Nguyen learned how to program his own computer chess game by the age of 16. Three years later, he won an internship with Punch Entertainment, one of the few video game companies in Hanoi at the time, while he was a computer science student at a university in Hanoi. He had finished in the top 20 of a programming competition. Nguyen’s former supervisor, Son Bui Truong, says the young programmer stood out for his quickness, aptitude, and fierce independence. “Dong didn’t need a supervisor,” Truong says. “He wasn’t comfortable with it. Thus, we told him he didn’t need to report to anybody. ”.

However, he claims that something else was the most difficult thing of all. He gives me his iPhone so I can look through some of his stored messages. One comes from a woman criticizing him for “distracting the world’s children.” Another bemoans the fact that “Your game is so addictive that it broke the phones of thirteen kids at my school, yet they still play it because it’s like crack.” Nguyen shares with me emails she received from former employees and a mother who had stopped communicating with her children. He remarks, “I realized they really hurt themselves, even though at first I thought they were just joking.” Nguyen, who claims that playing too much Counter-Strike caused him to cram for tests in high school, actually took them seriously.


What happened to creator of Flappy Bird?

The game’s sudden disappearance only added to its legendary status, with countless knock-offs attempting to capture the magic of Flappy Bird, but none succeeding in creating the same fervor. Dong Nguyen has since returned to a quieter life, developing new games and staying out of the public eye.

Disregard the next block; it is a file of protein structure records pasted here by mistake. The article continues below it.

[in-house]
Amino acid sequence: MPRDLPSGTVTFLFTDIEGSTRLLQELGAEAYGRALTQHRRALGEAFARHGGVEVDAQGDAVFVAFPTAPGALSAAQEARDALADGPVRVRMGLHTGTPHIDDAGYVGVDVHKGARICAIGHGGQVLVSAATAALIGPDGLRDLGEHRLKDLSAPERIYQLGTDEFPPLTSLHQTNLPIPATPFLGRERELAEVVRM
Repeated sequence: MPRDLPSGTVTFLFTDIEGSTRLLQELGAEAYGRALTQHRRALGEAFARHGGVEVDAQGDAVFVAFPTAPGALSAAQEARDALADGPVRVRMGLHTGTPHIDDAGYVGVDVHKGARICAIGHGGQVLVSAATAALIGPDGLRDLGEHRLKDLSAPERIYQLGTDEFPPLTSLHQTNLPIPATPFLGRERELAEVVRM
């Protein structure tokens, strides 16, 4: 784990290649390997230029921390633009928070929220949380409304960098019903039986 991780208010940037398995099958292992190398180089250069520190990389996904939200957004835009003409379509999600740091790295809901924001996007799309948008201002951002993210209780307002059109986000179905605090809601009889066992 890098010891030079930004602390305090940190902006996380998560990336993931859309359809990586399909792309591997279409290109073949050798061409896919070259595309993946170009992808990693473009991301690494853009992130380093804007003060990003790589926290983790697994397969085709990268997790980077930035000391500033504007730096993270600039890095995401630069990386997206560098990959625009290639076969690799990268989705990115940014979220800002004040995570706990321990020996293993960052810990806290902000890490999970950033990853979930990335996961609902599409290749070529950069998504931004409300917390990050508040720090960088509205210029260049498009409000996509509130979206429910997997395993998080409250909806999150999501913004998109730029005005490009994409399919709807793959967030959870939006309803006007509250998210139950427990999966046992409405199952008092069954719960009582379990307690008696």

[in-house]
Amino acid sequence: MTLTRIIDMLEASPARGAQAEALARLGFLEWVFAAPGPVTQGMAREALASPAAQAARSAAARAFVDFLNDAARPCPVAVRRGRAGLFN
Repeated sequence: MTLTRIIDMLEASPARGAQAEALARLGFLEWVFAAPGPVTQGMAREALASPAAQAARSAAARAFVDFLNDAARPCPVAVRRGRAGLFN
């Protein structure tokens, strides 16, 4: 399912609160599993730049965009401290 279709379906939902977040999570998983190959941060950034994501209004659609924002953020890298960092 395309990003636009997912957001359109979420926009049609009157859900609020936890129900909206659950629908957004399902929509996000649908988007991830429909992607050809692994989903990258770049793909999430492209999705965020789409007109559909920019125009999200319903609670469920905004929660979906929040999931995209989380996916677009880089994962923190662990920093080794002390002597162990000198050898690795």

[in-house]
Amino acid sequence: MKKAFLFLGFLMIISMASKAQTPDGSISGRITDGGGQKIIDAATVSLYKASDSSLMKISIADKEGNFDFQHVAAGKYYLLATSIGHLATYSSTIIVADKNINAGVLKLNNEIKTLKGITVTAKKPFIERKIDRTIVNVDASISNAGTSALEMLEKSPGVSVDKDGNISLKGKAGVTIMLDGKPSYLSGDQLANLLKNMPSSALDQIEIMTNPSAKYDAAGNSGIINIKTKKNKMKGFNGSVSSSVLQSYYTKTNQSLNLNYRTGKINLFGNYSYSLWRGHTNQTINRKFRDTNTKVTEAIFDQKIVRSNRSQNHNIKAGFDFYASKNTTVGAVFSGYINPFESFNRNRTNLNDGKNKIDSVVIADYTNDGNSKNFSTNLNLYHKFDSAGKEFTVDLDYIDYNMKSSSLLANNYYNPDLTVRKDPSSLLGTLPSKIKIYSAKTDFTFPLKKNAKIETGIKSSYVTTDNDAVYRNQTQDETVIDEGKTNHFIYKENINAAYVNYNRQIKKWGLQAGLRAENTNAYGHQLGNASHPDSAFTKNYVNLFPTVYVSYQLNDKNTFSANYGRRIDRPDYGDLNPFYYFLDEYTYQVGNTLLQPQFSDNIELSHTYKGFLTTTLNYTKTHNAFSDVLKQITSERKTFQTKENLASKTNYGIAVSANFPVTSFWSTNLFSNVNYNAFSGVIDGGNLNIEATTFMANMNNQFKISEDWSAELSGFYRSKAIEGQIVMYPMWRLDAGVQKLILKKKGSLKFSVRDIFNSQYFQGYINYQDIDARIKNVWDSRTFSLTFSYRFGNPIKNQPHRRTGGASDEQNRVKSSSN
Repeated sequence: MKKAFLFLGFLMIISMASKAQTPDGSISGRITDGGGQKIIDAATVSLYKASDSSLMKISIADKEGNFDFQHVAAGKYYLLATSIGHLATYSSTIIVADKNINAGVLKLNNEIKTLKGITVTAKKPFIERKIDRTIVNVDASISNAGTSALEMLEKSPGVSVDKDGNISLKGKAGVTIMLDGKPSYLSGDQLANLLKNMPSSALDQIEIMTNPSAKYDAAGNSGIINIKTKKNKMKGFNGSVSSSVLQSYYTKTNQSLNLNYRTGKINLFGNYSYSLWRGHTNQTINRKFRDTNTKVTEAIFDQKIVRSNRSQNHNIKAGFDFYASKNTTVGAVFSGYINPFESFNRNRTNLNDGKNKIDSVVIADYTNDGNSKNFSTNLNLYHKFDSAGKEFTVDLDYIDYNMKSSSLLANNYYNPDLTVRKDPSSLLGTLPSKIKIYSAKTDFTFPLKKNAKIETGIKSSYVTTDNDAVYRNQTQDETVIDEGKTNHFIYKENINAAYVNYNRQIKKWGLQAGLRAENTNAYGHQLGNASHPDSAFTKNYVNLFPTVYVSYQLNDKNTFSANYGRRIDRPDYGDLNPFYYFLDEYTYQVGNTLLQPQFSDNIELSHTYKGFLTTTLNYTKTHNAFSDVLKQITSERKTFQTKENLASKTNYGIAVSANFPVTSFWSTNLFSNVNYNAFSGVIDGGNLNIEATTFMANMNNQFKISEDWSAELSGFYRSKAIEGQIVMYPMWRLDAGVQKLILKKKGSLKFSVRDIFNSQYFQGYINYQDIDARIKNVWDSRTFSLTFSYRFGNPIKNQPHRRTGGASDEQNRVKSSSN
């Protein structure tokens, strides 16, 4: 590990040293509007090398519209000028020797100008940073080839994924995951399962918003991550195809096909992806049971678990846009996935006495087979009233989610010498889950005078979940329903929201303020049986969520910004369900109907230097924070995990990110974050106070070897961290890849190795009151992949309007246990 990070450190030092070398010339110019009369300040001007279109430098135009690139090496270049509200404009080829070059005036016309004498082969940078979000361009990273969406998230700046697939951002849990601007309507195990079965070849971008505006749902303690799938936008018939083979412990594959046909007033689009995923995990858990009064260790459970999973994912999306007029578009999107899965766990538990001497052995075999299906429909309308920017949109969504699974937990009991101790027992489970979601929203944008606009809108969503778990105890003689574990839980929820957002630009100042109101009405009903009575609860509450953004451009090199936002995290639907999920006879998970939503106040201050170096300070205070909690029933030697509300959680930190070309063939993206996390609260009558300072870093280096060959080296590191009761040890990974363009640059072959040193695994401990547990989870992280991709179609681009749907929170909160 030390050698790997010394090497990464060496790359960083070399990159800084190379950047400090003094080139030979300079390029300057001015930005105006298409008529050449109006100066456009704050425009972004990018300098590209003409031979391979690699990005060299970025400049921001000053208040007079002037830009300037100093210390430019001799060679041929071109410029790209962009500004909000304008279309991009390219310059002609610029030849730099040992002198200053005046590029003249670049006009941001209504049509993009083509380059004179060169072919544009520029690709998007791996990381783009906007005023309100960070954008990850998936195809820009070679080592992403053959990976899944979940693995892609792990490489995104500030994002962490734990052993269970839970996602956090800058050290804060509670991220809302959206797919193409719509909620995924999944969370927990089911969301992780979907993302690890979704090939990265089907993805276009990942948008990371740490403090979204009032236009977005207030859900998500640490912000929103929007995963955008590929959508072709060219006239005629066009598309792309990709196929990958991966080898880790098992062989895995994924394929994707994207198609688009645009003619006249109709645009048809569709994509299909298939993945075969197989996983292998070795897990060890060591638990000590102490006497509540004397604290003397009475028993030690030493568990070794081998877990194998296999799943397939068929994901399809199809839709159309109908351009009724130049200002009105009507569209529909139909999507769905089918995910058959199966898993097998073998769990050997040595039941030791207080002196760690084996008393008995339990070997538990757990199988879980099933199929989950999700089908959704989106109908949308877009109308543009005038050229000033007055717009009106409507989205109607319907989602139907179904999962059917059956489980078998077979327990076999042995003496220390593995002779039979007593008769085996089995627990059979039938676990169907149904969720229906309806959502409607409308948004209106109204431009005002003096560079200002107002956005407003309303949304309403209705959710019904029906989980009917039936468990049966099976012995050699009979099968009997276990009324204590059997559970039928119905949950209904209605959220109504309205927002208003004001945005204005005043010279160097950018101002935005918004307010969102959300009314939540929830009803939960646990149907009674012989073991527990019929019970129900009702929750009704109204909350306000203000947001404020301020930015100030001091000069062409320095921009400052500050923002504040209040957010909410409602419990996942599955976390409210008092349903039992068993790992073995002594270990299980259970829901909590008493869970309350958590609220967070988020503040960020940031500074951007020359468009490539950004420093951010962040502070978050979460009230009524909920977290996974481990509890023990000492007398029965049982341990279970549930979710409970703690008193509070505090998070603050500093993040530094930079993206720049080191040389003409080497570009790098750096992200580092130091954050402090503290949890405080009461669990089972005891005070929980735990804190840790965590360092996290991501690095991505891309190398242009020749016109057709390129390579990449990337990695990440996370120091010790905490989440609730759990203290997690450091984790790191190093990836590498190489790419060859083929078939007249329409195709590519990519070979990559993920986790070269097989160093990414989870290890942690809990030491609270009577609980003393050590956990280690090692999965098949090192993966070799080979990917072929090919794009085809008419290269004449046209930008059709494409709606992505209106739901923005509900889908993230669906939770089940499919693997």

Did the creator of Flappy Bird get death threats?

CNBC and Metro collected some of the death threat Tweets sent to Nguyen Dong, the game’s developer. “‘YOU BEST NOT BE DELETING FLAPPY BIRD BECAUSE I WILL MURDER YOU IF U DO.” wrote one.

Why did Flappy Bird get banned?

Flappy Bird was removed from both the App Store and Google Play on February 10, 2014, with Nguyen claiming that he felt guilty over what he considered to be the game’s addictive nature and overusage.

How did Flappy Bird ruin its creators life?

Dong ended up an unlikely celebrity because of Flappy Bird and was stalked by paparazzi, who showed up at his house and refused to leave. All of this upset the programmer, but arguably the worst thing to happen to him were the incessant tweets from users of the game, who found themselves addicted to it.